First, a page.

PRODUCT MANAGEMENT AS FIRM CAPABILITY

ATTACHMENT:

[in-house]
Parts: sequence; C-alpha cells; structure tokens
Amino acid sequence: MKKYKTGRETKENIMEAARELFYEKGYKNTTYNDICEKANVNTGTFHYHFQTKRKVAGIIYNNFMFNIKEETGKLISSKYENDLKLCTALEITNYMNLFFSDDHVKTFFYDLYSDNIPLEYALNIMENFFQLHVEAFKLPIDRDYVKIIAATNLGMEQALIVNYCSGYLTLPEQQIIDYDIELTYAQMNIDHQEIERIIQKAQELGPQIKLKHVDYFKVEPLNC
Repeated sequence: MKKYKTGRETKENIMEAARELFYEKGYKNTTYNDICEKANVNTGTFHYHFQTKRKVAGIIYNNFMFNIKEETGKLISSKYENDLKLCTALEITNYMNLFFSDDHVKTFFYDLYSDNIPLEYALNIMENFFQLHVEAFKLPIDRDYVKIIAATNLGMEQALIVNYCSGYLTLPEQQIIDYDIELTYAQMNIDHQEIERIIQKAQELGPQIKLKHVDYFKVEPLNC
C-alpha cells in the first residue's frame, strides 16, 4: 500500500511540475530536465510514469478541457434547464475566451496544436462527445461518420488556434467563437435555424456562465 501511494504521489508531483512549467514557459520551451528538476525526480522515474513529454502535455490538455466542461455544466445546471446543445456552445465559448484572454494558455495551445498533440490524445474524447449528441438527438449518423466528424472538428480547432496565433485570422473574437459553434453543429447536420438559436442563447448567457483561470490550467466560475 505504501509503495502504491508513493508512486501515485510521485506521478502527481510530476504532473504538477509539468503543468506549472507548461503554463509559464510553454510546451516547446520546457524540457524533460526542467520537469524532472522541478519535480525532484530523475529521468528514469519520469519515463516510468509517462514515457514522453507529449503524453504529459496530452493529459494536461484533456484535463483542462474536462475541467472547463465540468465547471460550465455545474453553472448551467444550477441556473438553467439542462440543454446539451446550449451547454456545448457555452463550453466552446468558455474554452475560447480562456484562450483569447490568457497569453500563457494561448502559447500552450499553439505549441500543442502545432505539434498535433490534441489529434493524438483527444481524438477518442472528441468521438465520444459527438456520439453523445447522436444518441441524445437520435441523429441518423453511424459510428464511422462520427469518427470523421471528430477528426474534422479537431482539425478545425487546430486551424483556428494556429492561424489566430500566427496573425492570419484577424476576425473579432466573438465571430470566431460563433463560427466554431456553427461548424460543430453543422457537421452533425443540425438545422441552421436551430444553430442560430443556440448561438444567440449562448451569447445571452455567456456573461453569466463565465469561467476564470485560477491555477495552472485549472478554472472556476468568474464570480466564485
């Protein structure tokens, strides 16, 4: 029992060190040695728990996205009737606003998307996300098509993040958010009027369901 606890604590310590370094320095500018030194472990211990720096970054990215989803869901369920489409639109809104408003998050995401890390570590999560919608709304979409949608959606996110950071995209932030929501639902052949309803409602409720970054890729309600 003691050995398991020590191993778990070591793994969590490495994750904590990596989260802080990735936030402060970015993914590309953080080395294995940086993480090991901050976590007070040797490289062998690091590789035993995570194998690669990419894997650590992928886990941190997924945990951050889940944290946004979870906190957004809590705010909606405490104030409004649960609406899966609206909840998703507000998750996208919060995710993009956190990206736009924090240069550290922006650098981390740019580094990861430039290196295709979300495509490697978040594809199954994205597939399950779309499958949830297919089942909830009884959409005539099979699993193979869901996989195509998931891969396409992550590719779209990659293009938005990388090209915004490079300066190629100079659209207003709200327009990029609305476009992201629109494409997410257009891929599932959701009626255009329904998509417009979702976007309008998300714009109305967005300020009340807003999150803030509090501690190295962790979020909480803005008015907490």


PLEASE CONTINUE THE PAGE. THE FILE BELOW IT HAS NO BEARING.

Product management as an organizational system has a long history of practice, which predates most modern academic management research. Its activities span the external environment of the firm, while simultaneously spanning across internal functional specialties of the organization. Thus product management obtains, codifies, simplifies and stores external information making it available to a responsive organization, which uses it to establish competitive advantage and ultimately superior performance. Building on the resource based view of the firm and boundary theory, these spanning activities, which are heterogeneously dispersed across firms, are considered organizational capabilities. Drawing upon the extant product management literature, this research uses product management as a proxy for boundary spanning capabilities of the firm. These capabilities are then empirically measured against two well established firm capabilities; market orientation and firm-level innovativeness. This research addresses a gap in the literature by establishing product management as a set of firm-level capabilities, distinct from the well established constructs of market orientation and innovativeness. Results indicate that external product management capability, defined as channel bonding activities, fully mediates the market orientation – firm performance relationship, while firm level innovativeness continues to have a small mediating effect on performance. Internal product management capabilities, defined as market and technical integration are shown to negatively moderate the external product management capability - firm performance relationship. Theoretical implications include establishing a link between boundary theory and the resource based view of the firm. Practical implications include the strong relationship between external spanning capabilities and firm performance and the dampening effect of cross-functional integration on firm performance. This empirical link between product management boundary spanning practices and how firms ultimately perform could assist practitioners in allocating resources and managing the relationship between the marketing and technological factions of the organization. Most importantly this research establishes the hereto untested link between product management capability and firm performance.